Preliminary Findings

During the summer of 2020, a time of protest against police killings of unarmed Black people, the legal scholar Richard Rothstein wrote a New York Times op-ed titled, “Black Lives Next Door.”[1]  Having recently authored The Color of Law, he called for more studies of “comprehensive racial inequity…that allows abusive…practices to flourish” at the local level.[2]  Rothstein's groundbreaking work inspired our investigation at George Mason University (GMU).

From May to August 2021, six undergraduates, three faculty members, and two doctoral candidates examined the early years of George Mason College (of the University of Virginia, 1959-1972),  one of GMU's  institutional predecessors.  The team asked a series of questions: How did segregation affect George Mason College and its surrounding communities and public schools? Were all citizens welcome to learn and teach at the new college in Fairfax? To what extent did civil rights movements mobilize students and faculty, and their neighbors?  Was anti-racist activism a part of campus life?

Other questions, probing deeper histories, framed the inquiry.  As Northern Virginia burgeoned into a mega-suburb, what happened to the Black residents? Was it true that 25% of the "inhabitants" of Fairfax County were designated "colored" in the 1900 US census?  Seventy years later they comprised 3% of the population.  Did Black people willingly move away?  Were they compelled to leave their homes?  Could they resist suburbanization? If so, can their struggles be recovered?  Whose voices will be heard? Had widespread dispossession occurred? If so, was it a systemic process?  Did legacies of slavery directly influence the establishment of George Mason College? 

A body of scholarship cited in The Color of Law has analyzed how institutions of higher education disruptively expanded their footprint.  George Mason College fits this profile. Its administrators vowed not to “wipe out the Negro  . . . next door” by exploiting “changes in zoning” or condemning and buying up properties. This promise did not hold. In July 1971, the Virginia State Advisory Committee to the United States Civil Rights Commission found that Black householders near George Mason College faced mounting pressure to move away. [3] For years, adjoining Black communities had raised concerns that George Mason College showed no interest in addressing their residential, social, and educational needs. Only a few students of color had gained admission by the late 1960s.[4] Without offering restitution, the United States Civil Rights Commission briefly addressed these issues before relaying its conclusion: “George Mason College was conceived of, by, and for the white[s] . . .  of Northern Virginia.”[5]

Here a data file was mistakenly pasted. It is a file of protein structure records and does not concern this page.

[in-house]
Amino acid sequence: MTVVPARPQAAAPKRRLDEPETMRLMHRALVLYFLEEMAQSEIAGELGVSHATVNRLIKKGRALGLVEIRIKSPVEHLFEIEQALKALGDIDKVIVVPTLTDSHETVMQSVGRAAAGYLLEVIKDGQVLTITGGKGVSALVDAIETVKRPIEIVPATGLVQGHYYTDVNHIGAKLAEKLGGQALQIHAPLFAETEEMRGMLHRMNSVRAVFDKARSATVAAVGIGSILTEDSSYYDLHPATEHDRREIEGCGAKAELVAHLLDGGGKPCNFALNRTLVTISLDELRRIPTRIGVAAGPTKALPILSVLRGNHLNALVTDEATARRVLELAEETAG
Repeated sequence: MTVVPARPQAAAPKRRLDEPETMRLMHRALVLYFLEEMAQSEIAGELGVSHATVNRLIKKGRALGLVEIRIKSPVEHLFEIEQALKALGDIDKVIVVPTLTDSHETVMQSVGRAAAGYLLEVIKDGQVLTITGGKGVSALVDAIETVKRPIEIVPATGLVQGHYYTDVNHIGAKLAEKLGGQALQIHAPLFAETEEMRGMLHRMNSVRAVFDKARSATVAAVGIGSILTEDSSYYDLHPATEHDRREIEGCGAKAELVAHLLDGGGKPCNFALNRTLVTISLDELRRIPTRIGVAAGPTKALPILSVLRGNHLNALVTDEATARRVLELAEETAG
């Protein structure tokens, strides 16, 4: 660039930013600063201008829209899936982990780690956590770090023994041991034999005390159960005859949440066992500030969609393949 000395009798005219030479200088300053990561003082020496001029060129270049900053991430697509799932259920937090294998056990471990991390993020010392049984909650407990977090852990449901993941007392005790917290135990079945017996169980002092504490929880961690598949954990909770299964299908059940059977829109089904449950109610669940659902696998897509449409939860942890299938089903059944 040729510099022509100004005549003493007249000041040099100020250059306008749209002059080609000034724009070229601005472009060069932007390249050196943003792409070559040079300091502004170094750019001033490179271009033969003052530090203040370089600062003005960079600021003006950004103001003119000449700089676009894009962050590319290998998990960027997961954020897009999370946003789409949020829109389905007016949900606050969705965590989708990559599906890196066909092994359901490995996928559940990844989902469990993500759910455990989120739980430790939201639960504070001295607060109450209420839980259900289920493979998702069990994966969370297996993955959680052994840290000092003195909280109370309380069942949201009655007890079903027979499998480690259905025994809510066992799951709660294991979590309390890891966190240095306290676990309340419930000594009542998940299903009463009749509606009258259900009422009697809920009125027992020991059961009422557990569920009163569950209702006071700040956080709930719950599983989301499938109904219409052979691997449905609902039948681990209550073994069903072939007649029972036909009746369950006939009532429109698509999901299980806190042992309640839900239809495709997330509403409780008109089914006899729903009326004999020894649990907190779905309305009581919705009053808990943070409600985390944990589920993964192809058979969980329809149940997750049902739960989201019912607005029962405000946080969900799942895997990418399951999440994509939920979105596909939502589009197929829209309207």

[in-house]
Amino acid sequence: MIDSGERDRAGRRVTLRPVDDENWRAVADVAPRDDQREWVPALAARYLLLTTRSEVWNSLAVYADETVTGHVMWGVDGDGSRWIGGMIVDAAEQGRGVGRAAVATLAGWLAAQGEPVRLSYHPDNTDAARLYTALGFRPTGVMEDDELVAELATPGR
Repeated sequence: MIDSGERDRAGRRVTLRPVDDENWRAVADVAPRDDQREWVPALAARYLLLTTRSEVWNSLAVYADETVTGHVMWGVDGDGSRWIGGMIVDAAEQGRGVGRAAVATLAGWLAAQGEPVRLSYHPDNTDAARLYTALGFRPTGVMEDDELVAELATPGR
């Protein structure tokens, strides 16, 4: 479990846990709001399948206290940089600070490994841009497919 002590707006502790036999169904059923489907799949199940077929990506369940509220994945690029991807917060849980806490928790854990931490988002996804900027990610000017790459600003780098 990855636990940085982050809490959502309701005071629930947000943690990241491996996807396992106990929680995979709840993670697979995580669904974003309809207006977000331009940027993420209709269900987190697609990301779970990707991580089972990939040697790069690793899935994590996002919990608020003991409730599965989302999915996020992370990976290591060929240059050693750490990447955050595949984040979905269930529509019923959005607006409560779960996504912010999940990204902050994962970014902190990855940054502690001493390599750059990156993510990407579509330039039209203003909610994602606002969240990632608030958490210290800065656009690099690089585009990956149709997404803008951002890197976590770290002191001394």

Today, the extraordinary heterogenous composition of George Mason University is something to behold. Our institution rightly advertises its elite standing as one of the most diverse destinations of higher learning in the United States. Yet if our early findings offer any indication, this well-deserved ranking is a recent development with haunting pasts.

The Black Lives Next Door website provides a gateway to explore these pasts.  This project has just begun to learn about the experiences of people dislodged from a booming county, which now takes pride in Virginia's largest public university.  We welcome you to engage and support our ongoing efforts.

By Benedict Carton

[1] Richard Rothstein, “The Black Lives Next Door,” New York Times, 14 August 2020,

[2] Richard Rothstein, The Color of Law: A Forgotten History of How Our Government Segregated America (New York: Liveright Publishing Corporation, 2017); Richard Rothstein, “The Black Lives Next Door,” New York Times, 14 August 2020,  Our team's methodological approaches were shaped by other scholars' critical assessment of the issues highlighted by Rothstein.  See, for example:  Robert Beauregard, How America Became Suburban (Minneapolis: University of Minnesota Press, 2006); Paige Glotzer, How the Suburbs Were Segregated: Developers and the Business of Exclusionary Housing, 1890-1960 (New York: Columbia University, 2020); Kenneth T.  Jackson, Crabgrass Frontier: The Suburbanization of the United States (New York: Oxford University Press, 1985). The field of Black geographies informed spatial and historical interpetations, as well:  Stephanie Camp, Closer to Freedom: Enslaved Women & Everyday Resistance in the Plantation South (Chapel Hill: University of North Carolina Press, 2004); Saidiya Hartman, Wayward Lives, Beautiful Experiments: Intimate Histories of Social Upheaval (New York: W.W. Norton, 2019); Katherine McKittrick, Demonic Grounds: Black Women and the Cartographies of Struggle (Minneapolis: University of Minnesota Press, 2006); Jodi Rios, Black Lives and Spatial Matters: Policing Blackness and Practicing Freedom in Suburban St. Louis (Ithaca: Cornell University Press, 2020).  Professor Wendi Manuel-Scott introduced and led our discussions of the texts cited above.

[3] United States Commission on Civil Rights Virginia State Advisory Committee, George Mason College: For All the People? A Report of An Investigation (Richmond, 1971), 22.

[4] George Mason College was also known for its lax recruitment and retention of Black faculty. 

[5] United States Commission on Civil Rights Virginia State Advisory Committee, George Mason College: For All the People? A Report of An Investigation (Richmond, 1971), 27.